Others are runaways who are targeted by traffickers who know what it takes to get them into “the life.”
Since the average age of entry into sex trafficking is 13, victims are deprived basic life experiences, and girls who want to get out of prostitution typically don’t have the necessary job skills, education or family support, counselors say.
“How can we expect them to just make that leap without any help?” Beyer said.
Trauma’s twist on the mind
Those who lack a complete understanding of the world of sex trafficking tend to wonder, Why don’t victims just leave their pimps?
The short answer? Trauma.
“The most significant injuries sex trafficking victims have are often not visible,” said Nancy Irizarry, social services director at the Wisconsin Department of Health Services and chair of the Prevention and Public Awareness Workgroup for the Wisconsin Human Trafficking Task Force.
The video depicts how trauma affects the brain.Scans of a brain that has experienced trauma show it has been injured. The injury causes short-term memory loss and it can lead to a “fight or flight” response.
Sex trafficking victims are constantly in that state of mind, which makes “normal” feel “abnormal,” said Nicole Tynan, a trafficking survivor who now advocates for sex trafficking victims with Reach Counseling.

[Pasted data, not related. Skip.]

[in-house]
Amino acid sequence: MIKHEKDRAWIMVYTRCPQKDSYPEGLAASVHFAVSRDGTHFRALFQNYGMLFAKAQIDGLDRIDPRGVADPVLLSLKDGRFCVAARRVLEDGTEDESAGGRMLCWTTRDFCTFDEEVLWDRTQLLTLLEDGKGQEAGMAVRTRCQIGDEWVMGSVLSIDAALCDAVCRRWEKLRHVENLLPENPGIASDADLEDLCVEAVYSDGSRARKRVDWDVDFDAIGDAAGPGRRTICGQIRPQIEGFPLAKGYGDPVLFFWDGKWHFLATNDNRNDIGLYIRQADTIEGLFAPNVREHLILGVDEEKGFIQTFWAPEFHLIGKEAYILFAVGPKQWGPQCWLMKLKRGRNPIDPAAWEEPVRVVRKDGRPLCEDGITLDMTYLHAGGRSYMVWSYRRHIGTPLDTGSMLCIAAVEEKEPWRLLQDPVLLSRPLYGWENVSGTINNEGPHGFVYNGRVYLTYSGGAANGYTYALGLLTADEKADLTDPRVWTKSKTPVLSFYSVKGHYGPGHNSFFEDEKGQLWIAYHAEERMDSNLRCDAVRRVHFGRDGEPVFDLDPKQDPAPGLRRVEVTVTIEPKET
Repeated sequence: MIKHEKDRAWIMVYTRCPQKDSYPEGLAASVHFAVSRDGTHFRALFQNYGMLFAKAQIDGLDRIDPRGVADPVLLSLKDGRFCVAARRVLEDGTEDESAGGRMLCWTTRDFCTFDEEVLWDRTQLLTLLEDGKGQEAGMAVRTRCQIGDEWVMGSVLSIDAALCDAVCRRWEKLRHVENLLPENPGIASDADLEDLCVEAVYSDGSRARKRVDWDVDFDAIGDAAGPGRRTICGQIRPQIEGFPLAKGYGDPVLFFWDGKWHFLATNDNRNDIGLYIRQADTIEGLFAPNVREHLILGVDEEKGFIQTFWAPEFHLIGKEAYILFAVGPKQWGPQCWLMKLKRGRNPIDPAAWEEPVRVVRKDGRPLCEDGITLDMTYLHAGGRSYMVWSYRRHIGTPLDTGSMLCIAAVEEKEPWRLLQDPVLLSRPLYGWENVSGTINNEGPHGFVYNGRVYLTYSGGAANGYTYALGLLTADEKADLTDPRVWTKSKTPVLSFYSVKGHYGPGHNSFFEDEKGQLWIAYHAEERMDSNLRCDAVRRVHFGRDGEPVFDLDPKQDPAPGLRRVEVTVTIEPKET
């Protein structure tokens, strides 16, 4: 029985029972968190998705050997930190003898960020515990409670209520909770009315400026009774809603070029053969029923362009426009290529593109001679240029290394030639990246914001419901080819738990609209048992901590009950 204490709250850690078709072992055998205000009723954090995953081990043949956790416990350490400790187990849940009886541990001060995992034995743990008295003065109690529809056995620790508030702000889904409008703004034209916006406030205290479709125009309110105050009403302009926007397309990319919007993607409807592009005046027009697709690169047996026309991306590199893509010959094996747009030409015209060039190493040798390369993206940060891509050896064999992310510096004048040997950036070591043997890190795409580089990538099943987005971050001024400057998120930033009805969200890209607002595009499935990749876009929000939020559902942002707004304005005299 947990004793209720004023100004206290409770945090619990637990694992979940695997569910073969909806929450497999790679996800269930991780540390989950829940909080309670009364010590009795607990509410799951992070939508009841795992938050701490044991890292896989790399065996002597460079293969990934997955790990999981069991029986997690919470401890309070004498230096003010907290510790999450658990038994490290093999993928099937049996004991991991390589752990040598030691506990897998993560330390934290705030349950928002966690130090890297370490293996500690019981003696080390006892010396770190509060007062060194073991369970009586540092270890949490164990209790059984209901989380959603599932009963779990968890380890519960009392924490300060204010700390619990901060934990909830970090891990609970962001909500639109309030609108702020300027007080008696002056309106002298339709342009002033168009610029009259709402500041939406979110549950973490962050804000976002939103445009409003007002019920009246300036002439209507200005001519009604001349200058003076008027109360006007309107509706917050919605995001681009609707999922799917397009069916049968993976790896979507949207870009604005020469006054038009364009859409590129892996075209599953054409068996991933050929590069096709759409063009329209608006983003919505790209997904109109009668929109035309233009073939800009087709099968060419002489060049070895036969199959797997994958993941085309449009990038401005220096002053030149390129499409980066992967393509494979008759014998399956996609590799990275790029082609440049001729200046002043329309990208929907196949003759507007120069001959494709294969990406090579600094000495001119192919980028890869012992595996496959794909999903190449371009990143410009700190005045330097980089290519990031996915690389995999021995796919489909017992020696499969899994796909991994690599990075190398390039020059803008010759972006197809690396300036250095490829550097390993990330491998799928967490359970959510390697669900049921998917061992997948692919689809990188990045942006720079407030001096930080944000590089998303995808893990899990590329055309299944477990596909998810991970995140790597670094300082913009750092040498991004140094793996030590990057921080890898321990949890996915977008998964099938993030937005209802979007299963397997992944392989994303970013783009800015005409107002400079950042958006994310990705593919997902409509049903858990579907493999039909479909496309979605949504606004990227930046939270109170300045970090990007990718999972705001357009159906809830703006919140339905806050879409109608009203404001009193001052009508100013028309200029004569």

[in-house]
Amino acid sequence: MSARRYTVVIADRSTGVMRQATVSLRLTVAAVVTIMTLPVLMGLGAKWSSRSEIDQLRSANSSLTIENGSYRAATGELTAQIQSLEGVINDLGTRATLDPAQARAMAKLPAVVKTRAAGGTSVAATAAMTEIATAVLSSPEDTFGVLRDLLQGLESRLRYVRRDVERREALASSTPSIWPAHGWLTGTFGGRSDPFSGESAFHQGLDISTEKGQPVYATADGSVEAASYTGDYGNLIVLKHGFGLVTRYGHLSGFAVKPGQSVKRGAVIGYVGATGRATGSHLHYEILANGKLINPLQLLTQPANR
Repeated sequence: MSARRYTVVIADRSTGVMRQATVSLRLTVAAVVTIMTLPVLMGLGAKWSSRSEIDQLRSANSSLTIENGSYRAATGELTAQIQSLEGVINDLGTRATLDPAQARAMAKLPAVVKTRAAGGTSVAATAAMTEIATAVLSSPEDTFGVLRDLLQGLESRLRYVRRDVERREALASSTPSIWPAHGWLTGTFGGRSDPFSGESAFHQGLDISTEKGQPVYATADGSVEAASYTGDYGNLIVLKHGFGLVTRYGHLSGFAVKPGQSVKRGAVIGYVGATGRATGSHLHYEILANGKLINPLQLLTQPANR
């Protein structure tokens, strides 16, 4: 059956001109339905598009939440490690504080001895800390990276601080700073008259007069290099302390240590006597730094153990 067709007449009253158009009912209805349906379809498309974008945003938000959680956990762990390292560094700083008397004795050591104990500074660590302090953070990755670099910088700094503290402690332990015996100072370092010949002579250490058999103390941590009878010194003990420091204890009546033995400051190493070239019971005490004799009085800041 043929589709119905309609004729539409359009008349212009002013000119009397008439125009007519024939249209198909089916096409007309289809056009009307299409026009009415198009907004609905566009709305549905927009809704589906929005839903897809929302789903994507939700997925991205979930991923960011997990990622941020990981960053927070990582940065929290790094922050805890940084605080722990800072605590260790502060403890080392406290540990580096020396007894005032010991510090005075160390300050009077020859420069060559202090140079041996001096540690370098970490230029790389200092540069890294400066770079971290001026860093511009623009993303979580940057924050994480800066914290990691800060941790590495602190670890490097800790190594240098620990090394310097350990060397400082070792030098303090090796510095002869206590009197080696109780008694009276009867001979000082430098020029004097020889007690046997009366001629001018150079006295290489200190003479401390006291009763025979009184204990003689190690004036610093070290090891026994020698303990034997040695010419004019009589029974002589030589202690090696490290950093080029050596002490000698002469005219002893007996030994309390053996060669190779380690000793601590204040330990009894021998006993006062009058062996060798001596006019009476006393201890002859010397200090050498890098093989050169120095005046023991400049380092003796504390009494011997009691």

To read the full story by Noell Dickmann, on USA TODAY NETWORK: Click Here
The LCWR Region 9 Anti-Human Trafficking Task Force has coordinated a statewide advertising effort to spread awareness about human trafficking in Wisconsin and promote
the National Human Trafficking Hotline across the state.
The advertising campaign includes bus signage and billboards which display the national human trafficking hotline number. Bus signage advertising and billboards ran in the following markets during 2015 and 2016:
1 bus for 6 months in Green Bay (9/2015 – 2/2016)
1 bus for 1 year in Oshkosh (6/2015 – 5/2016)
10 buses for 4 weeks in the Milwaukee area (late July through August/2015). Ad over-run occurred for a number of months on some of the buses
Interior bus ads in Green Bay and Fond du Lac (Public Service Announcements)
Billboard ran across from Lambeau Field in Green Bay for one week before Thanksgiving (11/23/15 – 11/29/15) during which the Packers played the Bears
Bus signage during 2016 and 2017:
1 bus for 1 year in Wausau, La Crosse, Superior/Duluth, Sheboygan, Manitowoc, Rusk County and Stevens Point;
10 buses for 4 weeks in the Milwaukee area (posted on some buses beginning 6/3/2016; rest scheduled for 8/2016)
3 buses for 4 weeks in the Waukesha area (8/2016)
10 buses for 4 weeks in the Madison area (9/2016)
A billboard is running in Wisconsin Dells during peak tourist season in July and August 2016.
In addition, interior bus signage will be posted on 35 buses in Racine as a public service.
The Polaris Project, which together with the Department of Homeland Security funds the National Anti-Human Trafficking Hotline, reported for Wisconsin a 20% increase in calls/texts to the National Hotline and a 16% increase in human trafficking cases reported during 2015, as compared to 2014. We hope that the LCWR 9 ad campaign contributed to increased recognition and use of the National Hotline number.
(Emily Anderson is the Director of Communications for the Sisters of the Sorrowful Mother and a member of the USCSAHT Communications Work Group.)